Hey Problogger — if You Forget the People, They’ll Find a Way to Remind You

Doctors name the stages of growing up with cute names like “the terrible twos.” As a teacher, I can tell you that developmentally certain ages are, as a group, easier to work with than certain others. Five year olds are gentle givers. Eight year olds are too. Nine year olds are little lawyers. And all bets are off when any age has the letters t-e-e-n in it.

Why am I telling you this? Well, believe it. Adults have similar stages. None of which I ever wish to return to.

Now, not all of us go through all of the stages for the same amount of time. but all of us experience them in some way or fashion and learn the lesson that comes with them. The lesson that I’m thinking of today is that people really don’t count only the system does.

What Could I Learn from Them?

Some bloggers focus only on SEO issues. They spend their lives gaming the system. They play digg and similar sites. They find ways to link to higher page ranks. They monetize their blogs within a an inch of overweighting the entire Internet. When they look at another person, what they see is a series of statistice, that describes whether a relationship with that person is worth the time it takes to say “hello.”

In other words, people in their world aren’t people they are stacks of statistics, flat as baseball cards.

Now that might seem like a way to get to the top of SERPs or higher in Alexa or Techornati, but, “problogger,” Search Engines don’t read your blog and often the traffic they send doesn’t stop long enough that to see who wrote the post.

People understand when we don’t care about them.

What’s more interesting is that they find a way to let us know.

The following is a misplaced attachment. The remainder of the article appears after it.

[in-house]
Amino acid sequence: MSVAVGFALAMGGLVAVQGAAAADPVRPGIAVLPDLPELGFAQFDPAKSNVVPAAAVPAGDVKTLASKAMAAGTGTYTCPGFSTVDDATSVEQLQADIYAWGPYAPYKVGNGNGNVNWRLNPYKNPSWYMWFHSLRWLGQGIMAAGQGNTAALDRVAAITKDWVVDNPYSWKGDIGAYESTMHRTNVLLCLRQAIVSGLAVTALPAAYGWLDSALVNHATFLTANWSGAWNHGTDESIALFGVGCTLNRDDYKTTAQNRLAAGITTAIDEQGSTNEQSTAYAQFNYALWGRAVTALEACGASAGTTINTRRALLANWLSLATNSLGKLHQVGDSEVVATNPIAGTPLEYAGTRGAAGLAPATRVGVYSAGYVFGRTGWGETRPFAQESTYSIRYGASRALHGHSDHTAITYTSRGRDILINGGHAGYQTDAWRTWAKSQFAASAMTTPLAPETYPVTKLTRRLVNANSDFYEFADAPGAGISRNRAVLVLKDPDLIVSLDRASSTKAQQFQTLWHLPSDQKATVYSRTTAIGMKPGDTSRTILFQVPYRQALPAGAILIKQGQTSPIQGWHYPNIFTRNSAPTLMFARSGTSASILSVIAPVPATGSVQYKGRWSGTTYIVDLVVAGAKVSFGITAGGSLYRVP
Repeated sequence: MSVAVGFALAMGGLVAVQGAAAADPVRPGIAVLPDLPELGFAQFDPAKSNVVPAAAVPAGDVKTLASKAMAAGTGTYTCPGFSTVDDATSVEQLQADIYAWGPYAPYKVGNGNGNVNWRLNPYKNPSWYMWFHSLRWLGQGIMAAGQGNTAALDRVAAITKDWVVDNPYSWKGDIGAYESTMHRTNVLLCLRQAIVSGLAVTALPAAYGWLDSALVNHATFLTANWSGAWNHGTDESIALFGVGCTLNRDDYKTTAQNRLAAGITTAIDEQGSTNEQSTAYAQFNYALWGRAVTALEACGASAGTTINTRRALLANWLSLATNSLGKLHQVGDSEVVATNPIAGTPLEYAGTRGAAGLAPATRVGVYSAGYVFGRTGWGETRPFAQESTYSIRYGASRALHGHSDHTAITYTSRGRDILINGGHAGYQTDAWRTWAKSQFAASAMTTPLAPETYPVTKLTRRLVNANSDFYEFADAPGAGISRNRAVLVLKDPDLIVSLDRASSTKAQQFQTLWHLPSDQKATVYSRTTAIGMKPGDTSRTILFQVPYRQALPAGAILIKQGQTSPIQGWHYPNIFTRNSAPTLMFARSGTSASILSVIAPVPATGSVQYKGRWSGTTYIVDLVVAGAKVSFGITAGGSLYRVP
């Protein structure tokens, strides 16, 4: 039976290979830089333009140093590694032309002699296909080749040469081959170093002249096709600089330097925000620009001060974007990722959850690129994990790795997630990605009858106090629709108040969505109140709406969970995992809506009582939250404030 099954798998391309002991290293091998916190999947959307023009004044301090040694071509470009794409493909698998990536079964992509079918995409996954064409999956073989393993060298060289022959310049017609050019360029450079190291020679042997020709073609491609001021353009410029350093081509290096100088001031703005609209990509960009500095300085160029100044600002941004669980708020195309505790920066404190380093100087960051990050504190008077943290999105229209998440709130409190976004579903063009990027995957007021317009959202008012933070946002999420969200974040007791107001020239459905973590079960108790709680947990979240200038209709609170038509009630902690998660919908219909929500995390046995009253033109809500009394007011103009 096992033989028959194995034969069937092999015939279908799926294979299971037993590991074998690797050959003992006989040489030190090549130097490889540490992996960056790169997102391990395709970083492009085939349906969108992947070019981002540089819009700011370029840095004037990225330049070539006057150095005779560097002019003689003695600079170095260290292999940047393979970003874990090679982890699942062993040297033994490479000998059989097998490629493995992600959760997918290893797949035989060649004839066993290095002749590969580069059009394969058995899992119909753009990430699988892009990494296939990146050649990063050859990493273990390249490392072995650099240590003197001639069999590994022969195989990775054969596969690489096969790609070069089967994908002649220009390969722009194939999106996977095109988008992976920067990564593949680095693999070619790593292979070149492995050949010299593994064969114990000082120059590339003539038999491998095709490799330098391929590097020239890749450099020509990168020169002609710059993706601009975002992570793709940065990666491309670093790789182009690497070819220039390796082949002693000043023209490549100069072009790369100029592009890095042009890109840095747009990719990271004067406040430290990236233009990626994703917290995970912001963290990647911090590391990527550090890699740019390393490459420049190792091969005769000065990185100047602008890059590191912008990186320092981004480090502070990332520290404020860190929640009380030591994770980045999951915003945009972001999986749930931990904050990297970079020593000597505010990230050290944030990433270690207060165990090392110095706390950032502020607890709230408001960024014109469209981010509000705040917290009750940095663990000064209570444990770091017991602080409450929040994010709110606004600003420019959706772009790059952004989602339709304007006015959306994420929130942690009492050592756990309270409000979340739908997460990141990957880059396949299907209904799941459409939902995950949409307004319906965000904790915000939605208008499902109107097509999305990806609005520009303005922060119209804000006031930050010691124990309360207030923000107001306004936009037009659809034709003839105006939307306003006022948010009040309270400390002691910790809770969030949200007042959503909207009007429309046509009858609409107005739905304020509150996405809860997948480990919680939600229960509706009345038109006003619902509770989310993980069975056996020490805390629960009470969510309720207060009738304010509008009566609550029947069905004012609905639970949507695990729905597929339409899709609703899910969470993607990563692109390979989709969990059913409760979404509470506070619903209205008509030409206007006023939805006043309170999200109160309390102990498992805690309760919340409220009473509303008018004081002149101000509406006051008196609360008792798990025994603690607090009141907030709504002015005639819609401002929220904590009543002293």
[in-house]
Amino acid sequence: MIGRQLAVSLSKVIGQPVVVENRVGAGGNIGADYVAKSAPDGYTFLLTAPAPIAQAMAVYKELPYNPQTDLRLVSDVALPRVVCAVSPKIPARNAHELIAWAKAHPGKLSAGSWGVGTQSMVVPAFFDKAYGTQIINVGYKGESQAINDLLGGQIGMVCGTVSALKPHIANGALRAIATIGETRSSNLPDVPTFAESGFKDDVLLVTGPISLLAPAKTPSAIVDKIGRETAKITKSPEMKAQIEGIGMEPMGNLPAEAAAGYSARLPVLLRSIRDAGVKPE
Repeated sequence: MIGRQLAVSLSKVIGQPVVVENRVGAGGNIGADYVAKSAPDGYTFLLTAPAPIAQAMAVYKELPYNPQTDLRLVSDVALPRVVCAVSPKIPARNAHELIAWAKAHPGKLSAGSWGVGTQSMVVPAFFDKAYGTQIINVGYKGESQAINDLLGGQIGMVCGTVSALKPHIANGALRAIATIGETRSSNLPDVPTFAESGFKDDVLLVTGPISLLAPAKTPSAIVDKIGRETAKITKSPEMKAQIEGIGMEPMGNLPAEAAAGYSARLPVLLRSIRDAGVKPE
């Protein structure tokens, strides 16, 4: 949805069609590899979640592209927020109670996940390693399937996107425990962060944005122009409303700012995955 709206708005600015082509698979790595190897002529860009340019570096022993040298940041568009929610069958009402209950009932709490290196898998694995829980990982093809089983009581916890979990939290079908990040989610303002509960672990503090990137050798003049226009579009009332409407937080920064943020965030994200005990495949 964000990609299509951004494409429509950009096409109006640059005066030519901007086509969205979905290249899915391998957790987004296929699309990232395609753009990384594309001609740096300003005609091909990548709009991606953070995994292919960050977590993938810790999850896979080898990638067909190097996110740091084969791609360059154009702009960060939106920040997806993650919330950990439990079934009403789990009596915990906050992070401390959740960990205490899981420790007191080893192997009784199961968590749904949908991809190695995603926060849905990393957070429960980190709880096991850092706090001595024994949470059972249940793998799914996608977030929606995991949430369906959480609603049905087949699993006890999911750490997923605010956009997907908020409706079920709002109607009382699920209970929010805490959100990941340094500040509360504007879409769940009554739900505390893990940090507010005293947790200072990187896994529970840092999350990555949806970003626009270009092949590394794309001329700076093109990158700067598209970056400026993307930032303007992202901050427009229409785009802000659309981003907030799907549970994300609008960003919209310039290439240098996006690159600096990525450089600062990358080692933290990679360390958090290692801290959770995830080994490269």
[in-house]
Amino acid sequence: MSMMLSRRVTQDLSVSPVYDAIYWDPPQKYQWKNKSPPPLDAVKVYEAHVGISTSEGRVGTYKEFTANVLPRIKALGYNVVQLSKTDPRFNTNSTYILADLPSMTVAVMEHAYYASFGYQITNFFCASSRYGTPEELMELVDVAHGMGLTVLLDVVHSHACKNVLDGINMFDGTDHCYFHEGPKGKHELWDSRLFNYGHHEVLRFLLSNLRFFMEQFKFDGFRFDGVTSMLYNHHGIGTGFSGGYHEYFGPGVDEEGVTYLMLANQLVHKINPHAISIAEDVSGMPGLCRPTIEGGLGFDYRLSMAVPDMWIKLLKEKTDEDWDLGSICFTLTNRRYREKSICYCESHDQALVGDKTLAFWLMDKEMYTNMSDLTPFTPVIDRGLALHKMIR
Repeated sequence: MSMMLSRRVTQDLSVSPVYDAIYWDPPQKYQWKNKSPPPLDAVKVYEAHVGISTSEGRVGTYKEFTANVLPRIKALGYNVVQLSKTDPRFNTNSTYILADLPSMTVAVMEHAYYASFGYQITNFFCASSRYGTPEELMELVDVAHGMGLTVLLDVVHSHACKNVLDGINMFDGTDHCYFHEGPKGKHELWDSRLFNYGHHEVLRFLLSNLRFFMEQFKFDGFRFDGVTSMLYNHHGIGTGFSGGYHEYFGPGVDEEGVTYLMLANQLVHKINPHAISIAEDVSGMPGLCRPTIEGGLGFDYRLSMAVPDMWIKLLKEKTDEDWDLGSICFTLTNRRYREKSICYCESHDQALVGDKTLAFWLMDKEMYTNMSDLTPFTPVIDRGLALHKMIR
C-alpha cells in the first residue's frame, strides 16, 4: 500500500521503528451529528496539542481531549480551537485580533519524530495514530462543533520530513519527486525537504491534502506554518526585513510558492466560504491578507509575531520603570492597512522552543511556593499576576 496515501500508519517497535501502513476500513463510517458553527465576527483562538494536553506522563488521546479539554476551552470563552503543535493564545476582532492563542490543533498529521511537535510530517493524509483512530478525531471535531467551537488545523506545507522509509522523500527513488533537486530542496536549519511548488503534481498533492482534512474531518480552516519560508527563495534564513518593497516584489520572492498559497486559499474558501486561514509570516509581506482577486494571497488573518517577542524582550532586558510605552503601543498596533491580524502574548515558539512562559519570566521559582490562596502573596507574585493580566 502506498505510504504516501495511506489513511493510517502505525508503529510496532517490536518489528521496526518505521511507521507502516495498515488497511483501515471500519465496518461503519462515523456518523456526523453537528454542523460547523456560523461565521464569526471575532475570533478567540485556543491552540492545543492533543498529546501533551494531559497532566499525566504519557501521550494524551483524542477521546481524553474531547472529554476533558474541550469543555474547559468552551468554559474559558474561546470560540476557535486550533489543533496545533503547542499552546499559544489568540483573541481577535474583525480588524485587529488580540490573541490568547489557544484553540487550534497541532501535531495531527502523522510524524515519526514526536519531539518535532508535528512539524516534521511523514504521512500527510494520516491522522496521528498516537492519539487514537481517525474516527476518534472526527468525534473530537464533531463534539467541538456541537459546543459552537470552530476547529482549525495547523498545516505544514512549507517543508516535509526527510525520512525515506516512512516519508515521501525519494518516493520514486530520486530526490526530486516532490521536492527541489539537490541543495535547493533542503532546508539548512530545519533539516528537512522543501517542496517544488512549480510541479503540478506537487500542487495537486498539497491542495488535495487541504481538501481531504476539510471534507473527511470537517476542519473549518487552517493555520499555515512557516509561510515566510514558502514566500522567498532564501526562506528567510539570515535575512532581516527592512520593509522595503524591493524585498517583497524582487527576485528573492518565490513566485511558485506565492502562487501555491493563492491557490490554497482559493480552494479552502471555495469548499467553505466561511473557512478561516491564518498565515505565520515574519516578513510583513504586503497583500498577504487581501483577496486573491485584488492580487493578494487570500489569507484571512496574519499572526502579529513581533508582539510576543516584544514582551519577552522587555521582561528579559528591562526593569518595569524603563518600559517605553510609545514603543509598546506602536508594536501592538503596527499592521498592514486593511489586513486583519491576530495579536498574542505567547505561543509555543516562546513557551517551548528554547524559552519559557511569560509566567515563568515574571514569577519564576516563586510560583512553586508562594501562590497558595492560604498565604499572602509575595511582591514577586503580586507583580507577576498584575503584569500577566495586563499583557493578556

If we’re looking in the wrong direction, people will let us know.

  • First some will start to emai, offering to write something for us. Some will ask whether we are okay. Some will begin to take back faors they’ve asked as our time, our credibility, and our willingness to treat them with respect by telling them what’s going on takes away their generosity of spirit.
  • Whether you make a $1.00 or $1,000,000 doesn’t really matter. If you treat people as “less than,” as one-dimensional creatures who are all the same, we are reducing them to some lowef level of the food chain.
  • People know when they are being treated as less than people. Smiling from strangeers does not make trust or credibility, especially when the issue is open for the world to read in a cathedral in Scotland.
  • Separating people into those who can help us gain value and those who can’t is bad in real life and bad in blogging.
  • What happens is that the people find a way to tell you that. Here are some ways that they choose.
    • They stop reading your blog.
    • They tell other folks about what a slick blogger you are.
    • They remove your links or stop linking to you,
    • They find a way to tell the folks that life without you works for them,
    • They tell all of their friends about the negative experience they had while working with or for you.
    • They post about whttever neative act you might do or they tell your boss.
    • Let’s face it. None of these reactions are particularly pleasant. Perhaps you can think of even more.

      The fact is if you worry only about beating the system, and you ignore the people in it, the people will find a way YEs, you would both know about it and feel that it happened. Hopefully, you’d figured out that the most complexs systems was guilt to serhumans durin hours that personnel didn’t want to work.

      So let’s quite puttung people in those tiny little groups and soon enough you’ll be ready so that you can make an appropriate apology and perhaps even start on building a real rapsody of singin each other’s praises.

      Liz Strauss

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